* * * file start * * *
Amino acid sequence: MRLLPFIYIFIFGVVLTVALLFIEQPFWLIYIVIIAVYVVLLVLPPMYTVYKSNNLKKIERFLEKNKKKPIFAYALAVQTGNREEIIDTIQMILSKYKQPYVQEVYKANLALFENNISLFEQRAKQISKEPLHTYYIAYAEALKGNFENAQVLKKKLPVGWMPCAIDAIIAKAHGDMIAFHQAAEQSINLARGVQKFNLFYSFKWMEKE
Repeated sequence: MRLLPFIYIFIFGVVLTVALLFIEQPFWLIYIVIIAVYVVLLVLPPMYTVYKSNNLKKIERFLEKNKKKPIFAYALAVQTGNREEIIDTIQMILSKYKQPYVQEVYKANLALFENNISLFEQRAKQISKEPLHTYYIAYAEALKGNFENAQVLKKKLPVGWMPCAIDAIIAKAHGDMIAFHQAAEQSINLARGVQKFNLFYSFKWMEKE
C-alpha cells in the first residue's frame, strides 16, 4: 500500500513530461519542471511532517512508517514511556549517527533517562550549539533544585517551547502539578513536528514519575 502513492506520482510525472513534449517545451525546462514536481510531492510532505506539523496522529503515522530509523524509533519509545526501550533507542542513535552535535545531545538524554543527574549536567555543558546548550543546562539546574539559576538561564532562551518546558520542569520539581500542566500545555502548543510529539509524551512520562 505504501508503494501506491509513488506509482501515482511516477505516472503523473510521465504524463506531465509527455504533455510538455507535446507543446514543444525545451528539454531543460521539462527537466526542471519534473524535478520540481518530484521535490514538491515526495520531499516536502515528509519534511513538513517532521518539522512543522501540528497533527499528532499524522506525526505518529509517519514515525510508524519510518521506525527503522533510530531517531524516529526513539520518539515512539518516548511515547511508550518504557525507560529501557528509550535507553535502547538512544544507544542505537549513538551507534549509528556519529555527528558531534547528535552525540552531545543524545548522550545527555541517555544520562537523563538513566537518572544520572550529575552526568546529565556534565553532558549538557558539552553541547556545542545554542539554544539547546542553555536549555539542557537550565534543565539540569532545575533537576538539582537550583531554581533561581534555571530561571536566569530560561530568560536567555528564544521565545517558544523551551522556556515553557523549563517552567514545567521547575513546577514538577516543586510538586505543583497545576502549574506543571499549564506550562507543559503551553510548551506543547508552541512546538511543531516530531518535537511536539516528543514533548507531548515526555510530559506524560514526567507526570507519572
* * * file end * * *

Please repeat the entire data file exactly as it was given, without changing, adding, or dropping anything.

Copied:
Amino acid sequence: MRLLPFIYIFIFGVVLTVALLFIEQPFWLIYIVIIAVYVVLLVLPPMYTVYKSNNLKKIERFLEKNKKKPIFAYALAVQTGNREEIIDTIQMILSKYKQPYVQEVYKANLALFENNISLFEQRAKQISKEPLHTYYIAYAEALKGNFENAQVLKKKLPVGWMPCAIDAIIAKAHGDMIAFHQAAEQSINLARGVQKFNLFYSFKWMEKE
Repeated sequence: MRLLPFIYIFIFGVVLTVALLFIEQPFWLIYIVIIAVYVVLLVLPPMYTVYKSNNLKKIERFLEKNKKKPIFAYALAVQTGNREEIIDTIQMILSKYKQPYVQEVYKANLALFENNISLFEQRAKQISKEPLHTYYIAYAEALKGNFENAQVLKKKLPVGWMPCAIDAIIAKAHGDMIAFHQAAEQSINLARGVQKFNLFYSFKWMEKE
C-alpha cells in the first residue's frame, strides 16, 4: 500500500513530461519542471511532517512508517514511556549517527533517562550549539533544585517551547502539578513536528514519575 502513492506520482510525472513534449517545451525546462514536481510531492510532505506539523496522529503515522530509523524509533519509545526501550533507542542513535552535535545531545538524554543527574549536567555543558546548550543546562539546574539559576538561564532562551518546558520542569520539581500542566500545555502548543510529539509524551512520562 505504501508503494501506491509513488506509482501515482511516477505516472503523473510521465504524463506531465509527455504533455510538455507535446507543446514543444525545451528539454531543460521539462527537466526542471519534473524535478520540481518530484521535490514538491515526495520531499516536502515528509519534511513538513517532521518539522512543522501540528497533527499528532499524522506525526505518529509517519514515525510508524519510518521506525527503522533510530531517531524516529526513539520518539515512539518516548511515547511508550518504557525507560529501557528509550535507553535502547538512544544507544542505537549513538551507534549509528556519529555527528558531534547528535552525540552531545543524545548522550545527555541517555544520562537523563538513566537518572544520572550529575552526568546529565556534565553532558549538557558539552553541547556545542545554542539554544539547546542553555536549555539542557537550565534543565539540569532545575533537576538539582537550583531554581533561581534555571530561571536566569530560561530568560536567555528564544521565545517558544523551551522556556515553557523549563517552567514545567521547575513546577514538577516543586510538586505543583497545576502549574506543571499549564506550562507543559503551553510548551506543547508552541512546538511543531516530531518535537511536539516528543514533548507531548515526555510530559506524560514526567507526570507519572